Nathan Currier paid the Brooklyn Philharmonic over $70,000 to play his work and they didn’t even play it right.
Cahill told Currier that the performance was running long, and he faced significant overtime costs unless he made cuts to his piece. Flabbergasted, but lacking the funds to pay overtime, the composer attempted to salvage the situation by cutting three movements from the middle of Act Three, thereby ensuring the finale would still be played.
But instead of adhering to the cuts, at 10:45 pm, the orchestra apparently decided on another solution and abruptly ended the piece (overtime would reportedly begin at 11 pm).
He is suing to recoup his costs.
If the system worked the orchestra would pay him, the creator, to perform the piece. But, instead he paid them.
In radio, they call this payola. But, I guess, it’s cool in classical music.
As my friend, Dave, said:
Karlheinz Stockhausen once wrote a six-hour composition that included four helicopters, and the orchestra paid him for the privilege of performing it.
Everything is backwards and stupid.
They’re covering the tearing down of the set for the Met’s Ring cycle.
On the front page.
Not a show…
Tear down and load out.
Then, when you least expect it (because you are disoriented by the notion that The New York Times has nothing else to write about), James Barron unloads this little jewel:
The machine’s malfunctions became something of a leitmotif, right from the start.
You have got to be kidding me with that sentence.
The Awl’s Jamie Green went to a new music concert at Carnegie Hall:
I felt like I was missing something. Like I should like this music. Like I should get it. So I’ve asked for help.
The article contains a transcription of a conversation between Jamie and his friend who is a classical musician. There’s a lot of wonderful insight in there.
A tumblog whose mission is to find and shame “writing that confirms your worst fears about classical musicians and audiences.”
I suspect great things will come of this.
Over on the Naxos Music Blog I came across this post on metadata for classical music. There’s quite a few good ideas there, most of which comports with my own system. I think, going forward, this is the most reasonable solution for which we can hope.
If the entire classical music community should get together and ask for something from the tech world, it should be this: “Make sure we can always see the composers, and give us support for long fields. We can figure everything else out ourselves”.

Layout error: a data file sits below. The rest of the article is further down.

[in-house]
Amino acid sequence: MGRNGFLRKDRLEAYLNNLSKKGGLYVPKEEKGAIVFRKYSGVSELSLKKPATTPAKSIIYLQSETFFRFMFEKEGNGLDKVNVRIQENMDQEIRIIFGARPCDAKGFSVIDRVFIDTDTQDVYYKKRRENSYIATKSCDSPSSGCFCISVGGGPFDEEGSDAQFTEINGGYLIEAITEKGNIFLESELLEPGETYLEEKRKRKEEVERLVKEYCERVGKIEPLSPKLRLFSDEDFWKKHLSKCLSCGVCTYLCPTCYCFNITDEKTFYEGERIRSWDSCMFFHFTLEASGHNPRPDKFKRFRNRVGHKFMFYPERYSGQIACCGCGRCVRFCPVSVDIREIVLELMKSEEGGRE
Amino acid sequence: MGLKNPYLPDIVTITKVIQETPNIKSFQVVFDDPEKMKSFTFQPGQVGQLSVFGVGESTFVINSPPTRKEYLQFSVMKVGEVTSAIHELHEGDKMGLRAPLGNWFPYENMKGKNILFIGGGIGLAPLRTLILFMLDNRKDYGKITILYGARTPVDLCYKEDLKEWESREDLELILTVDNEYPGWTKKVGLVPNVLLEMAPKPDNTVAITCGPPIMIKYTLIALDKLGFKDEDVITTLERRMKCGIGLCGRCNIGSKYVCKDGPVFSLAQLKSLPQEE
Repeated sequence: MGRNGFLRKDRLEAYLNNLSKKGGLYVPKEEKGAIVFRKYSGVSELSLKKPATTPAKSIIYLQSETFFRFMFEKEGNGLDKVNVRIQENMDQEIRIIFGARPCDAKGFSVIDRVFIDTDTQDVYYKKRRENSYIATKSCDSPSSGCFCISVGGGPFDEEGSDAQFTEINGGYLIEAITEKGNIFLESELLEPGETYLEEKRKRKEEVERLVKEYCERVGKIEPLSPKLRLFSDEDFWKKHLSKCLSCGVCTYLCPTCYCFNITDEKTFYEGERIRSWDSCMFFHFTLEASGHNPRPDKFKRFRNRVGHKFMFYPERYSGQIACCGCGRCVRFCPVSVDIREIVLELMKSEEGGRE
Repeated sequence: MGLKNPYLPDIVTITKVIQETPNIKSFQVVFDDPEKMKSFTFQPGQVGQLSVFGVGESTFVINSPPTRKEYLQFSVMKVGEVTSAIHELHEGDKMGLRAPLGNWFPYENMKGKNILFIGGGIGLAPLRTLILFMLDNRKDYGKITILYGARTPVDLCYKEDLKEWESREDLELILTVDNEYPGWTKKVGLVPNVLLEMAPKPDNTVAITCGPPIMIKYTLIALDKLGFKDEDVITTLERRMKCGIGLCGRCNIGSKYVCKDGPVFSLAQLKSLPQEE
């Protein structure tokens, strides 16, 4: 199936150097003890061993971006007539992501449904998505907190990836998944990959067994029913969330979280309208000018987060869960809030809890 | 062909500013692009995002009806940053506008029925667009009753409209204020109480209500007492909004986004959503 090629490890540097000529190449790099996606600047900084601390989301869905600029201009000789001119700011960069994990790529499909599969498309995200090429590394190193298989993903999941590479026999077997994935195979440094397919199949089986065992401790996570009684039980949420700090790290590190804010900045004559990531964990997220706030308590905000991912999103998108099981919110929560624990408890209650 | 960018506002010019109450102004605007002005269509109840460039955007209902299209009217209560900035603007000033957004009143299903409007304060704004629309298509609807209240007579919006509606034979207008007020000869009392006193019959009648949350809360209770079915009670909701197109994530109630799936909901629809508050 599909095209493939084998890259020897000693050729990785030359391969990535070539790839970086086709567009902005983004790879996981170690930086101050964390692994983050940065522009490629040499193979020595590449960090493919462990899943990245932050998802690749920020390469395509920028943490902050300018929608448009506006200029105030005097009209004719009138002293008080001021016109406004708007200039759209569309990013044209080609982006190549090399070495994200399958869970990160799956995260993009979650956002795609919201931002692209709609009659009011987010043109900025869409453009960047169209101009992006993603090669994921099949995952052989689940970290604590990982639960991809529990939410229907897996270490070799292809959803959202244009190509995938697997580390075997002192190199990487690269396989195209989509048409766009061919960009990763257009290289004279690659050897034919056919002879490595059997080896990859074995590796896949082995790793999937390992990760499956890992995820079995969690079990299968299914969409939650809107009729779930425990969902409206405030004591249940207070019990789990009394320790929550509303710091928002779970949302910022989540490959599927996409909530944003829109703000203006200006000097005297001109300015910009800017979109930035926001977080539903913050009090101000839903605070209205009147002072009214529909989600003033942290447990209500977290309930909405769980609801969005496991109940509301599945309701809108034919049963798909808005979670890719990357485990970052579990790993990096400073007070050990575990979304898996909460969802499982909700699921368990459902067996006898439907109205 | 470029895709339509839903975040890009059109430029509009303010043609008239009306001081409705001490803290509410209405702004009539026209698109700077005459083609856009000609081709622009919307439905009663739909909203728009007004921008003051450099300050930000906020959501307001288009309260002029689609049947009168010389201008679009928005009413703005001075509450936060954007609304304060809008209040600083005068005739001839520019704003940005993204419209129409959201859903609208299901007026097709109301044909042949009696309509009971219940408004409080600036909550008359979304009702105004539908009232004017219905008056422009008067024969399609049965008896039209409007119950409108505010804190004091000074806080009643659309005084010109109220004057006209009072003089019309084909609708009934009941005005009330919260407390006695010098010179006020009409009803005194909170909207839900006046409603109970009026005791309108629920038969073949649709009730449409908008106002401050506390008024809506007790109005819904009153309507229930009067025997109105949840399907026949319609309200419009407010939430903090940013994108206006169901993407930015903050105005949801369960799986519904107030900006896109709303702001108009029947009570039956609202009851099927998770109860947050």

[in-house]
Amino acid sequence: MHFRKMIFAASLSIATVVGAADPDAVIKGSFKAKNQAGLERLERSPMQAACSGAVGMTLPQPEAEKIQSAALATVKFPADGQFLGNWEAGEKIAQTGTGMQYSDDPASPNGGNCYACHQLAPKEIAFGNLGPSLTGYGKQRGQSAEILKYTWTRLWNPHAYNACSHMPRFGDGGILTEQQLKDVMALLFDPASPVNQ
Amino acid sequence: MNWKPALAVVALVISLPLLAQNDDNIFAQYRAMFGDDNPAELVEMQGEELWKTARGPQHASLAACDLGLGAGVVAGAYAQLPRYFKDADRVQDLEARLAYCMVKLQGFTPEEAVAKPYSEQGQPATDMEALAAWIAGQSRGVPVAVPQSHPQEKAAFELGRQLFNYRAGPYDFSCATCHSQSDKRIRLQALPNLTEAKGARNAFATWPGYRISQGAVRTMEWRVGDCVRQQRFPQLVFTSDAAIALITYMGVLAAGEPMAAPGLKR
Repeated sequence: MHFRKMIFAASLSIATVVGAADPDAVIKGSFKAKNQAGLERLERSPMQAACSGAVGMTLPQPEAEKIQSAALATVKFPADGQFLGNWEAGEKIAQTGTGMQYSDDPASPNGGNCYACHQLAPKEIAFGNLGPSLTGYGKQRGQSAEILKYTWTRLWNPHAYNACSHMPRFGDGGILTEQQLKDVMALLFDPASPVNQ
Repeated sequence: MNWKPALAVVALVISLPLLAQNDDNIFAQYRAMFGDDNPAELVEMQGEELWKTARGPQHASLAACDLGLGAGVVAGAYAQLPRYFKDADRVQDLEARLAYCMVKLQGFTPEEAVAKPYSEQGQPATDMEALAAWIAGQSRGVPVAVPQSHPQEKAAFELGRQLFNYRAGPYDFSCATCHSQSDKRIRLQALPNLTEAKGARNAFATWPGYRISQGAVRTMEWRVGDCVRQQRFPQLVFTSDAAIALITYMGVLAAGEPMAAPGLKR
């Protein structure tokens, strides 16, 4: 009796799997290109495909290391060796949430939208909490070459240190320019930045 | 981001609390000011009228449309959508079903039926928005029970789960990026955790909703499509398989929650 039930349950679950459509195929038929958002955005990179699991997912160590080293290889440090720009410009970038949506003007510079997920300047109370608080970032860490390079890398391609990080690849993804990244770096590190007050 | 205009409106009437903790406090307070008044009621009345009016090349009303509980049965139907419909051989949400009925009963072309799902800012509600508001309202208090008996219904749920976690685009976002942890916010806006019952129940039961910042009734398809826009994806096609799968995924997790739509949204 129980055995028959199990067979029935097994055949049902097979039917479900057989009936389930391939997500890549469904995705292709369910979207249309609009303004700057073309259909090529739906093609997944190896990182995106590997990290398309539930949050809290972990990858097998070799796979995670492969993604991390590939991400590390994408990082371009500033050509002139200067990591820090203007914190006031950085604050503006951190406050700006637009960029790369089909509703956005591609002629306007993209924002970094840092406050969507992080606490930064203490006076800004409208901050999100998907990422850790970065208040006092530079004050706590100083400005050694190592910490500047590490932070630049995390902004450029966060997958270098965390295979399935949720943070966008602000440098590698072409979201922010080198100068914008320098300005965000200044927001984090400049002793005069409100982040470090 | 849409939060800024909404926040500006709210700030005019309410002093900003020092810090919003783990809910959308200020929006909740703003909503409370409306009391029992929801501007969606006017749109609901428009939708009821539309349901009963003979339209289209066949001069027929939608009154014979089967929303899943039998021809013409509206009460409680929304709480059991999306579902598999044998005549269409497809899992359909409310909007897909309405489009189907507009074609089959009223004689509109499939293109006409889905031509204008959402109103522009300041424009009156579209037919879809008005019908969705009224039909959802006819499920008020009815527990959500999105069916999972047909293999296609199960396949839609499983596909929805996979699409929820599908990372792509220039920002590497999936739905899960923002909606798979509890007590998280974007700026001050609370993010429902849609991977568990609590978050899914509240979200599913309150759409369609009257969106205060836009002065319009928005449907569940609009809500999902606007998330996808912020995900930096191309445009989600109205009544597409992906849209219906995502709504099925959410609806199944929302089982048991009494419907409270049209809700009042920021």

Here: Dr. Ogg undresses the notion, perpetuated by Steve Jobs and Neil Young, that 24/192 recordings are the future. Guess what? They’re actually worse than standard 16/44.1.
The guy who invented .ogg wants to teach you some things about digital signals. For starters: they’re not stair-shaped.
This is required viewing for anyone who is surprised by that.
It’s amazing to me when things like this happen: for some reason, FOX producers decided to completely rip-off arrangements for their (terrible) show, Glee. This time, though, they stole from the wrong nerd. Their version of Baby Got Back is stolen, wholesale, from Jonathan Coulton’s cover of Sir Mix-A-Lot’s iconic track.
Anyway, there’s no doubt that Coulton is going to sue FOX, and he should win if there’s any justice left in the courts. But, it Turns Out™ that FOX was stealing from a bunch of artists other than Coulton. Now, because Coulton has spoken out, these other artists are also speaking out. What. A. Mess.
In true J-Co fashion, he has re-released the track, as a single, under the same license as he did before. (Mix gets his money.) As for Coulton, he’s donating all of his proceeds to two worthy causes: the VH1 Save the Music Foundation and the It Gets Better Project.
So, cough up a dollar. It helps some great causes and it tells FOX to stop being asshats.
It’s The Real Book. In all three keys. In website index form. With multiple, streaming recordings. Without ads.
From Amazon’s new service, AutoRip, help page:
Music you import into Cloud Player in the future will also be automatically “upgraded” to “high-quality” 256 Kbps[…]1
Wow! Really?!? You’re going to upgrade my lossless CD into an MP3?!? For free?!!? Maybe next you can “upgrade” my paper-towels order to ¼ of the towels I bought. For free.
James Fenton on Handel:
I always think listening to Handel operas is a bit like seeing your luggage on the carousel—Oh no, there goes my bag! And then, Oh good, here it comes again.
Elissa Milne, an Australian composer, has a sobering fact to share about new music:
Of all the possible reasons for a concert to have a microscopic audience the most likely of them all is this one: the music has no fans.
She couldn’t be more right.
I have updated the lossless music downloads page to include one of my favorite labels, Nonesuch Records. It’s not their whole roster; but, there’s enough to get excited about. Take this one, for example.
Nonesuch is always ahead of the crowd and I am excited to see them lead in this area too.